Frank Gehry’s New World Center (NWC) in Miami’s South Beach, and Walt Disney Concert Hall in Los Angeles [RECORD, November 2003, page 134], are at once similar yet quite different. While the sculptural stainless steel Disney Hall remains a landmark of the 21st century, nearly every guiding principle of that hall is overturned in the more reserved, white-stuccoed concrete New World Center in Miami. Yet both the Los Angeles and the Miami Beach performing arts spaces feature single halls with no proscenium.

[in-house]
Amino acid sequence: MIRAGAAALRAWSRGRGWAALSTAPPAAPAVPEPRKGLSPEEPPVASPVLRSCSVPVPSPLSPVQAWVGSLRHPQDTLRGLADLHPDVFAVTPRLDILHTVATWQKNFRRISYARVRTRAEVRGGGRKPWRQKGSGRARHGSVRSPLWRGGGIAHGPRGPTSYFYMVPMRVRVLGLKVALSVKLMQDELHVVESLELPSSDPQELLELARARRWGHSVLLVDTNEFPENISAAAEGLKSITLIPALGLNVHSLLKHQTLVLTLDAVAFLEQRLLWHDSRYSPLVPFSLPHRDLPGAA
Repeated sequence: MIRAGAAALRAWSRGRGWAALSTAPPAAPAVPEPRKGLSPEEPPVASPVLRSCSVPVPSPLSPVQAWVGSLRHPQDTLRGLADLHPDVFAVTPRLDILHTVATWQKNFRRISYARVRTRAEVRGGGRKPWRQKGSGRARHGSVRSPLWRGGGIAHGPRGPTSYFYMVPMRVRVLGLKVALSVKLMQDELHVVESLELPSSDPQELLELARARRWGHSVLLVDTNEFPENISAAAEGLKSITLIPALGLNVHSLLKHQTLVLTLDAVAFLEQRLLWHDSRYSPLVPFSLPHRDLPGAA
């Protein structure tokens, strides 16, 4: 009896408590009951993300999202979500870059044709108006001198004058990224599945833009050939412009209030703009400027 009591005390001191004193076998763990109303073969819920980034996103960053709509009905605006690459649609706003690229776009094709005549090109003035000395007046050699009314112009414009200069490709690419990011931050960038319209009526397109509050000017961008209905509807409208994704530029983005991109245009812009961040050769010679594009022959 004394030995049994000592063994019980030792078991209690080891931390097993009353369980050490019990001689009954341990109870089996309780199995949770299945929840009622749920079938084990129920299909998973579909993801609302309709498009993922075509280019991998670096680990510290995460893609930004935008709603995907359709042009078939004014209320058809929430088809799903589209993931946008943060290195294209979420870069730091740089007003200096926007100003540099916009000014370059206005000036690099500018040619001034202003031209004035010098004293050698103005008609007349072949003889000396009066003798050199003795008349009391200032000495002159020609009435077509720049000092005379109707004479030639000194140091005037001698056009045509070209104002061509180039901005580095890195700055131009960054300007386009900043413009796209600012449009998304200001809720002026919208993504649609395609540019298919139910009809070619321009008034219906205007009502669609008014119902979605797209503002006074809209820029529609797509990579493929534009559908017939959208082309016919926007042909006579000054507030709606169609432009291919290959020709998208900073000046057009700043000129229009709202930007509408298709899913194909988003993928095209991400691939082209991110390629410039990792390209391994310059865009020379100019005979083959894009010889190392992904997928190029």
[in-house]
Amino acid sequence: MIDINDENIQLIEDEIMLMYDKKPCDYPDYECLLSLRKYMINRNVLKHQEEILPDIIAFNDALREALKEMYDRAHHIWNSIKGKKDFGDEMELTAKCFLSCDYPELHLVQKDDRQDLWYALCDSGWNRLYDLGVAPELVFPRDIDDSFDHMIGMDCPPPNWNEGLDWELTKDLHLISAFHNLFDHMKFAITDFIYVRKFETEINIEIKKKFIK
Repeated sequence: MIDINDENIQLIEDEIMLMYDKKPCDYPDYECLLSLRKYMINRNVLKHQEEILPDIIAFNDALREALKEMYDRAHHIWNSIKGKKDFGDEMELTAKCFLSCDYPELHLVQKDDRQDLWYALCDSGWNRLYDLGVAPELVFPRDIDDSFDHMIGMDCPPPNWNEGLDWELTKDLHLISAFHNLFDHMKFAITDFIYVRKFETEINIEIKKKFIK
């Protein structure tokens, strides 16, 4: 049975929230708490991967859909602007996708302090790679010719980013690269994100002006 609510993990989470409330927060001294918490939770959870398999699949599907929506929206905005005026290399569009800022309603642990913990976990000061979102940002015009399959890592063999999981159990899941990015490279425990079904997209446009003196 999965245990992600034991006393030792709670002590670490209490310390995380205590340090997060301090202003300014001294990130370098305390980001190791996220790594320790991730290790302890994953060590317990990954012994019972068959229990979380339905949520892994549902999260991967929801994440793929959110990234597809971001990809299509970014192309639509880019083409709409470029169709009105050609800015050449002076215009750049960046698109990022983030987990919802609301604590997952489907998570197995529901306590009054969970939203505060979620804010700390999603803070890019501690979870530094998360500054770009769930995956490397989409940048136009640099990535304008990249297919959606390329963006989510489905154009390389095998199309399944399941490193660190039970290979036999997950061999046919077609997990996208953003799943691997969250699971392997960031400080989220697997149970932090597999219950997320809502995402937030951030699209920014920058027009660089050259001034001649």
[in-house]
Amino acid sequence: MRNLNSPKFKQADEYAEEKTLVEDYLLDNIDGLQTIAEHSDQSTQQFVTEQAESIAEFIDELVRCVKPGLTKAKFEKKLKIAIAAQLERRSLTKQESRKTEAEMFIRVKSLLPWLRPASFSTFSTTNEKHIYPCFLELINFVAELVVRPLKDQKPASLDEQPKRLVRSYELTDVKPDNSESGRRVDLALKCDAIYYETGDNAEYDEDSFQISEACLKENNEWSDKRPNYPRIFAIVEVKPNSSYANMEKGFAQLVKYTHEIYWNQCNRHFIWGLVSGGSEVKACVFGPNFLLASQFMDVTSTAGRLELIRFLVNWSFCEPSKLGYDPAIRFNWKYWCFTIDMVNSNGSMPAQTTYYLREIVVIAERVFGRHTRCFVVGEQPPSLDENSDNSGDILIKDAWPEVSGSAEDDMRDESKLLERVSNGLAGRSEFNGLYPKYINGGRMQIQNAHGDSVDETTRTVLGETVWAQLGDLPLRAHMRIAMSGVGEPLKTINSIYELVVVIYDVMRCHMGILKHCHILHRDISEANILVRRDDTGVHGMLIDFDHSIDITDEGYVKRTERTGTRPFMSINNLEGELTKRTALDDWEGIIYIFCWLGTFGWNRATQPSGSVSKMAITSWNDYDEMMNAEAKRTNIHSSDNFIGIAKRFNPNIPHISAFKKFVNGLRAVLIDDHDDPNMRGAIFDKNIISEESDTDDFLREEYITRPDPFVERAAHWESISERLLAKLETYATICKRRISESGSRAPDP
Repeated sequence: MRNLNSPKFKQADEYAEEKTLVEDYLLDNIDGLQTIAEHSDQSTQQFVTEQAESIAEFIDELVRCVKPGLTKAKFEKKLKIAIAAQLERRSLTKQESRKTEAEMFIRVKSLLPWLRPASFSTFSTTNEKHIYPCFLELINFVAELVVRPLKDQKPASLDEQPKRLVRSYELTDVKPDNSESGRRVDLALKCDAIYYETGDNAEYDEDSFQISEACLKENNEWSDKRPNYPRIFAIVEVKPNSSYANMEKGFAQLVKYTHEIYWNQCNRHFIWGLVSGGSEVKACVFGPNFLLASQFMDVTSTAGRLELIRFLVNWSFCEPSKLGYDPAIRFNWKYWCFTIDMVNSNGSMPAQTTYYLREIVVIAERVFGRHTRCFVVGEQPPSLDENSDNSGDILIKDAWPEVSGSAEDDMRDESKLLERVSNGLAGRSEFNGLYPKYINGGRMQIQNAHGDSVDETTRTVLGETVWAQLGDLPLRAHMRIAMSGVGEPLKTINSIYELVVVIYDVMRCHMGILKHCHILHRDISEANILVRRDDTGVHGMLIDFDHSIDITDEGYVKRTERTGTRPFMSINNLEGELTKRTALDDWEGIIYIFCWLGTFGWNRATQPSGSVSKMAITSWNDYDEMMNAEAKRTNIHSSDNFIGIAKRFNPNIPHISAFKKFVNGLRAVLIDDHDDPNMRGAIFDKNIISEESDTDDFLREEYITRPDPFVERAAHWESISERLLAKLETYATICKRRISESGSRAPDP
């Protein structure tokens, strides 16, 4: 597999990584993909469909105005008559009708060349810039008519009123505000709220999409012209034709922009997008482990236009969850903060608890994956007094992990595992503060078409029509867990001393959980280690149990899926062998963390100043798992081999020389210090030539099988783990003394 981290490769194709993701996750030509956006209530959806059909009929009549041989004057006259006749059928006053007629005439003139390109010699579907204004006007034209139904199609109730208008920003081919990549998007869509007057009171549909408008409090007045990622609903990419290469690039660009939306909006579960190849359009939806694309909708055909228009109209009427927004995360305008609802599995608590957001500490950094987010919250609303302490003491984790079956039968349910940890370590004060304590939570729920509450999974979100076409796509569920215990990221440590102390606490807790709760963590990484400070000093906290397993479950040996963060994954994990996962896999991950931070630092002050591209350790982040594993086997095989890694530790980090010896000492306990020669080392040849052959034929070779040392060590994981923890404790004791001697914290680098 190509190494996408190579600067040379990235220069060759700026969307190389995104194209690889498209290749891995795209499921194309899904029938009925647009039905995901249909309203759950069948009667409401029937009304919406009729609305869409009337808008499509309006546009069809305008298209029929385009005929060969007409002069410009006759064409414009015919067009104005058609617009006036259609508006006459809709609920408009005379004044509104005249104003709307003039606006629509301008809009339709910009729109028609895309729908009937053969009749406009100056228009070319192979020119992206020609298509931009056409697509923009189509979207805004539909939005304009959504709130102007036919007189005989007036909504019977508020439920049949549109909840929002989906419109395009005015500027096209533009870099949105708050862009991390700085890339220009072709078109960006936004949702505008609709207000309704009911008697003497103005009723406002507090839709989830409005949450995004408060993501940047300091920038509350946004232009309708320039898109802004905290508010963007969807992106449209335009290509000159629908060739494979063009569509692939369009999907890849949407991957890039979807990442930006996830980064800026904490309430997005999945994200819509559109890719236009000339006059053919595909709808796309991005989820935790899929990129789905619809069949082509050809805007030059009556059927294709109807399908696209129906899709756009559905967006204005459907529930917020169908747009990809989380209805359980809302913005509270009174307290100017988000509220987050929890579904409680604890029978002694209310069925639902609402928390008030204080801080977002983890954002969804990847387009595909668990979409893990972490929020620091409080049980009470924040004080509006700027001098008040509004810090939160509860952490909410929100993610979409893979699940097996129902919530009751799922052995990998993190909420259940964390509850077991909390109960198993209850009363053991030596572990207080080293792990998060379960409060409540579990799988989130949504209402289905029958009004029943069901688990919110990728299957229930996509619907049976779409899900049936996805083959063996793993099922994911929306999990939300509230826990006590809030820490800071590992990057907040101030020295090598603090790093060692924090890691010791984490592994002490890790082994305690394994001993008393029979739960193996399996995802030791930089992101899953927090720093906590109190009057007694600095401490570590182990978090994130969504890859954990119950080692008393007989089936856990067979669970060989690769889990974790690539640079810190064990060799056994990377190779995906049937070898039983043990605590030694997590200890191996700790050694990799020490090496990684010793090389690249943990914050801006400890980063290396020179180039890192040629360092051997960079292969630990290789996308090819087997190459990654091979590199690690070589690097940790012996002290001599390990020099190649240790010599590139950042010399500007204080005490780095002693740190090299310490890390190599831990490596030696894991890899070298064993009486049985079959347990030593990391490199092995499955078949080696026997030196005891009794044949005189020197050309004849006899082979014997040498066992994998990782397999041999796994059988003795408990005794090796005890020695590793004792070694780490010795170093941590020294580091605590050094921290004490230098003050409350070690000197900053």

In contrast to the painful birth of Disney Hall, the Miami project offered Gehry the opportunity to work with a lifelong friend, the esteemed conductor and composer Michael Tilson Thomas. A big difference between the two designs was Gehry’s creation in Los Angeles of “a nice room in which nothing changes,” as he says, and, conversely, his willingness for the Miami Beach auditorium to accommodate a dazzling array of transformations.